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Death Row lawyers and inmates challenge new fast-track death penalty law

Wednesday, June 26th, 2013 by Dara Kam

Attorneys representing Death Row inmates have filed a challenge to a law aimed at speeding up executions, saying the “Timely Justice Act” unconstitutionally usurps the Supreme Court’s powers and violates convicts’ constitutional rights to due process and equal protection.

The lawsuit is led by two lawyers – Capital Collateral Regional Counsel South Neal Dupree and Capital Collateral Regional Counsel Middle Bill Jennings – who head the state agencies that represent Death Row inmates in post-conviction proceedings. Dozens of other lawyers and more than 150 inmates awaiting execution joined the lawsuit against Attorney General Pam Bondi and the state of Florida filed with the Supreme Court Wednesday afternoon.

The lawyers filed the lawsuit less than two weeks after Gov. Rick Scott signed the measure into law.

The new law, which goes into effect on July 1, requires the Florida Supreme Court to certify to the governor when a Death Row inmate’s appeals have been exhausted. Under the new law, the governor will have 30 days to sign a death warrant once the capital clemency process is complete.

The lawyers have asked the Court to issue an emergency injunction blocking the law from going into effect.

“The Act creates a rushed process for issuance of a flood of death warrants that will inundate the courts and abruptly cut off this Court’s exercise of judicial review in capital cases. If not addressed prior to its operation in practice, the process will have the unconstitutional and irreversible result of individuals being executed under a legislatively-determined judicial procedure in which violations of their constitutional rights go unresolved. Further, Florida history shows that diminished process can have tragic and irreversible consequences,” the lawyers wrote in the 89-page filing.

The court filing includes a lengthy examination of both the Court’s and the legislature’s efforts over the past 30 years to come up with a more expedited but fair death penalty process “to balance the concerns of fairness and justice with the need for finality” in death penalty cases.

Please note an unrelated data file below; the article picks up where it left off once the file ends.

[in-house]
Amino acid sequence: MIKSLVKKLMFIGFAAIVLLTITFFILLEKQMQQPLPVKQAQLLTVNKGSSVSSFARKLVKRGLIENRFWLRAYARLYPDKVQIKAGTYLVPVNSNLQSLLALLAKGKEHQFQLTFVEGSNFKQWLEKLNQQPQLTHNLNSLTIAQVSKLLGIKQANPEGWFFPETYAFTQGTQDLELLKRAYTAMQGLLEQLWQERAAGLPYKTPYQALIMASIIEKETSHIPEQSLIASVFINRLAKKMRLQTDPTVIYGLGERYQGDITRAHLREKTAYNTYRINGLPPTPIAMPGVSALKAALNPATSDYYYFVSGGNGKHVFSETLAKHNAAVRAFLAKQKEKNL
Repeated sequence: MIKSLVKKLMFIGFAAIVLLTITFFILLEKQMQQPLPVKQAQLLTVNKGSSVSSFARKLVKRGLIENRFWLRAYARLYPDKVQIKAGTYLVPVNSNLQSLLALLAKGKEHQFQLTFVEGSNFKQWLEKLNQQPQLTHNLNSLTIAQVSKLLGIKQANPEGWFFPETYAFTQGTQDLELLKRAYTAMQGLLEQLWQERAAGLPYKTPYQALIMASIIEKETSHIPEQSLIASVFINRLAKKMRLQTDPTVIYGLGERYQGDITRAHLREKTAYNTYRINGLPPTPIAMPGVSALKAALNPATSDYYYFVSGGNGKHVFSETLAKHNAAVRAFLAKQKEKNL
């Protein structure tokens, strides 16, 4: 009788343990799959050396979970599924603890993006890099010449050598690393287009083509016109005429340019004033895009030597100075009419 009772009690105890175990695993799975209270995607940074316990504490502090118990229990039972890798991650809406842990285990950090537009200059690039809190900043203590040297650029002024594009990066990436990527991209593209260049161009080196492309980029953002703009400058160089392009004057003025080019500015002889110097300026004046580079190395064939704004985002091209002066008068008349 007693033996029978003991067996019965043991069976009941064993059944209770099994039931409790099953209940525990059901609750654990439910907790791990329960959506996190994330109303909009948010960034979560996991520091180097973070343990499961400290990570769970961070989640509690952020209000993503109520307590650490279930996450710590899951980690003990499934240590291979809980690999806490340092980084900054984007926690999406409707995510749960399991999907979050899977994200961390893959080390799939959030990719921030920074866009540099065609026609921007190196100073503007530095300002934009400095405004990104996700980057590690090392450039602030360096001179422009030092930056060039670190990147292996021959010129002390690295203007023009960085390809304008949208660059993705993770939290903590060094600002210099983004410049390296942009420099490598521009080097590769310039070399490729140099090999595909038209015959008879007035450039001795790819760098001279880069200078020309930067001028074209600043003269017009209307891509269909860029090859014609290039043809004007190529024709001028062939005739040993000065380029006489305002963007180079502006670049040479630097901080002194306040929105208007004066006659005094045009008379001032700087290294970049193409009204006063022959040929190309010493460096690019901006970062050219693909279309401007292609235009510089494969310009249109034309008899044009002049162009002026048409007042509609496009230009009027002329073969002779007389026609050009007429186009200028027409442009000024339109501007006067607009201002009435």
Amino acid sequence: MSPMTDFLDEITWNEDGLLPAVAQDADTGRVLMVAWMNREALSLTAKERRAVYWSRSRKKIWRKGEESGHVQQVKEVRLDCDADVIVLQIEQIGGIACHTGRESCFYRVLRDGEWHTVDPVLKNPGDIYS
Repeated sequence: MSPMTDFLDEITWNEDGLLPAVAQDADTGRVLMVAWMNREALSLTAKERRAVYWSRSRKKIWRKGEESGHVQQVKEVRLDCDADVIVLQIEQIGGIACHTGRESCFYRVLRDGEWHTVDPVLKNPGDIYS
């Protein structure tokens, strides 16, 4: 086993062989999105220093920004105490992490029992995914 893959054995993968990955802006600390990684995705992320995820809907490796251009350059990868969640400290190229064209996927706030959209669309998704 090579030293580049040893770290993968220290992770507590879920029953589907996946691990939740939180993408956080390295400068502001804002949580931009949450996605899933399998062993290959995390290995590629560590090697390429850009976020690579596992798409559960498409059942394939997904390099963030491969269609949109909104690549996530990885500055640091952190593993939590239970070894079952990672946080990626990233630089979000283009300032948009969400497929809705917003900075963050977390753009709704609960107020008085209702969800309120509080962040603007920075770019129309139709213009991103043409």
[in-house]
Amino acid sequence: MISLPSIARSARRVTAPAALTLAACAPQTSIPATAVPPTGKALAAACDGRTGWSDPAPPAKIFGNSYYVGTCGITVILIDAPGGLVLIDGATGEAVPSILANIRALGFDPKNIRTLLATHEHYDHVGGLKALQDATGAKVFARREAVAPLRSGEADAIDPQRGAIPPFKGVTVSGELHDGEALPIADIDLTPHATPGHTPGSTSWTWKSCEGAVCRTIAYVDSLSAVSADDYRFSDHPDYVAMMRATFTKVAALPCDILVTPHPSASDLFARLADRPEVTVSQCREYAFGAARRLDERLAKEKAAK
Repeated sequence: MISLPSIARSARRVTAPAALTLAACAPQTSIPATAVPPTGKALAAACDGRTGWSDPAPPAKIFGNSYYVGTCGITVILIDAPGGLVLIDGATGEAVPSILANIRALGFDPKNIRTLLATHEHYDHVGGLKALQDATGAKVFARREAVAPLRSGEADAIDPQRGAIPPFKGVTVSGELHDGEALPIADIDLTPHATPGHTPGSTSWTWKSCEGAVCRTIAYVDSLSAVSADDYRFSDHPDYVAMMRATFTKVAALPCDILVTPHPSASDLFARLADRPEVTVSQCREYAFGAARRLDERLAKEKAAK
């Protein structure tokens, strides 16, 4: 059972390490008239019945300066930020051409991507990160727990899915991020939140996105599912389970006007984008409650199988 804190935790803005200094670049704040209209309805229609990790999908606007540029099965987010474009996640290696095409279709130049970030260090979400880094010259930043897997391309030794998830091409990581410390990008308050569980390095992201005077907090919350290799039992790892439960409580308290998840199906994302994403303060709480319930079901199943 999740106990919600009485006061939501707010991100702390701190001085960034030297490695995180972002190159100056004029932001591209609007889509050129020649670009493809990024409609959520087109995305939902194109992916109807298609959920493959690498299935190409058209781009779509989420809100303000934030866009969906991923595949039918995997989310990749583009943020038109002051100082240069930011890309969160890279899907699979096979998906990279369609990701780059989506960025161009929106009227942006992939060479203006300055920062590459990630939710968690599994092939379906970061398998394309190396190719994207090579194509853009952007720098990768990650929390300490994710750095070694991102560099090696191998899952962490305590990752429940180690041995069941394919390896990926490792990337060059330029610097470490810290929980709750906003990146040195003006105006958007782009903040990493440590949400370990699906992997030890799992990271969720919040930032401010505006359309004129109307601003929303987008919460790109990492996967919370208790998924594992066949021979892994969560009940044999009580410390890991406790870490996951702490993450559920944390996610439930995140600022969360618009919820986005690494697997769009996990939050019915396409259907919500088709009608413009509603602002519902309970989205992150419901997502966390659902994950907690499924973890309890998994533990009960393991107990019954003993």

That process “cannot and should not be displaced by a lawmaking process based on political, rather than constitutional and equitable, concerns,” wrote Dupree and Jennings, joined by Martin McClain, who has represented numerous Death Row inmates, included some who have been exonerated.

Since signing the bill, Scott’s office has launched a public relations campaign disputing reports that the new law speeds up executions and insisting instead that the law “makes technical amendments to current law and provides clarity and transparency to legal proceedings.”

According to Scott’s office, 13 Death Row inmates would fit the criteria under the new law to have a death warrant signed.

But in the court filings, lawyers for the condemned argued that the Legislature’s new scheme to limit post-conviction appeals lacks an understanding of the complexities of the process and imposes restrictions on federal appeals.

The Legislature “has made profoundly critical decisions determining what judicial vehicles are available to capital defendants prior to the State taking the ultimate punitive act of terminating their lives, yet it seems the Legislature does not have an understanding of those vehicles and their names. Unless, that is, we must presume that the Legislature intended to cut off U.S. Supreme Court review of Florida death cases, which would present concerns of federalism, constitutionality, and fairness beyond those addressed herein,” the lawyers wrote.

The lawsuit also accuses the law of violating the separation of powers between the branches of government because it gives the governor the authority to oversee whether the Clerk of the Supreme Court complies with the 30-day requirement to notify the governor once appeals have been completed and because it takes away some of the court’s rulemaking authority by imposing time limits on the production of public records in post-conviction cases.

And the new law also fails to take into account that some appeals, including whether an inmate is insane cannot be made until after a warrant is issued, the Death Row lawyers argued.